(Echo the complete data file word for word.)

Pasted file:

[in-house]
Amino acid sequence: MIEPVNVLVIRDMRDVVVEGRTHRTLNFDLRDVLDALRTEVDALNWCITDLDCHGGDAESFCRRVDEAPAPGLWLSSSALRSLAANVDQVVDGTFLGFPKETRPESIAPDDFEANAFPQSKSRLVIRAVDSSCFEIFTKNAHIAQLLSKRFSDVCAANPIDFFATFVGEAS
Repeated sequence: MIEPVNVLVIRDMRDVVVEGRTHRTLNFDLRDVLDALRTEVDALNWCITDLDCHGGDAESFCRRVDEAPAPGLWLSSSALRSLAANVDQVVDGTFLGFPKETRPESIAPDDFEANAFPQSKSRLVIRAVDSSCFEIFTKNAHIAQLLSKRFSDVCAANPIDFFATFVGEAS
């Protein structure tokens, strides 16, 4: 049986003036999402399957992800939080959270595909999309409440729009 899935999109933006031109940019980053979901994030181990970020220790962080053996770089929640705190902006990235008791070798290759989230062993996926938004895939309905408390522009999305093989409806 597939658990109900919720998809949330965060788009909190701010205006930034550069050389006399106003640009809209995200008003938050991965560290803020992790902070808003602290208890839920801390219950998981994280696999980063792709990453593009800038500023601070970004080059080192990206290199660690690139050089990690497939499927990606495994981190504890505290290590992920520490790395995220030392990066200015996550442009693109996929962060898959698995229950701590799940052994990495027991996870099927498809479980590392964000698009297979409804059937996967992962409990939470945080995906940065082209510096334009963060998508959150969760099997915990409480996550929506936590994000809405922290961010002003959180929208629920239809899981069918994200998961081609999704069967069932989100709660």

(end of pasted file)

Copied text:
[in-house]
Amino acid sequence: MIEPVNVLVIRDMRDVVVEGRTHRTLNFDLRDVLDALRTEVDALNWCITDLDCHGGDAESFCRRVDEAPAPGLWLSSSALRSLAANVDQVVDGTFLGFPKETRPESIAPDDFEANAFPQSKSRLVIRAVDSSCFEIFTKNAHIAQLLSKRFSDVCAANPIDFFATFVGEAS
Repeated sequence: MIEPVNVLVIRDMRDVVVEGRTHRTLNFDLRDVLDALRTEVDALNWCITDLDCHGGDAESFCRRVDEAPAPGLWLSSSALRSLAANVDQVVDGTFLGFPKETRPESIAPDDFEANAFPQSKSRLVIRAVDSSCFEIFTKNAHIAQLLSKRFSDVCAANPIDFFATFVGEAS
């Protein structure tokens, strides 16, 4: 049986003036999402399957992800939080959270595909999309409440729009 899935999109933006031109940019980053979901994030181990970020220790962080053996770089929640705190902006990235008791070798290759989230062993996926938004895939309905408390522009999305093989409806 597939658990109900919720998809949330965060788009909190701010205006930034550069050389006399106003640009809209995200008003938050991965560290803020992790902070808003602290208890839920801390219950998981994280696999980063792709990453593009800038500023601070970004080059080192990206290199660690690139050089990690497939499927990606495994981190504890505290290590992920520490790395995220030392990066200015996550442009693109996929962060898959698995229950701590799940052994990495027991996870099927498809479980590392964000698009297979409804059937996967992962409990939470945080995906940065082209510096334009963060998508959150969760099997915990409480996550929506936590994000809405922290961010002003959180929208629920239809899981069918994200998961081609999704069967069932989100709660």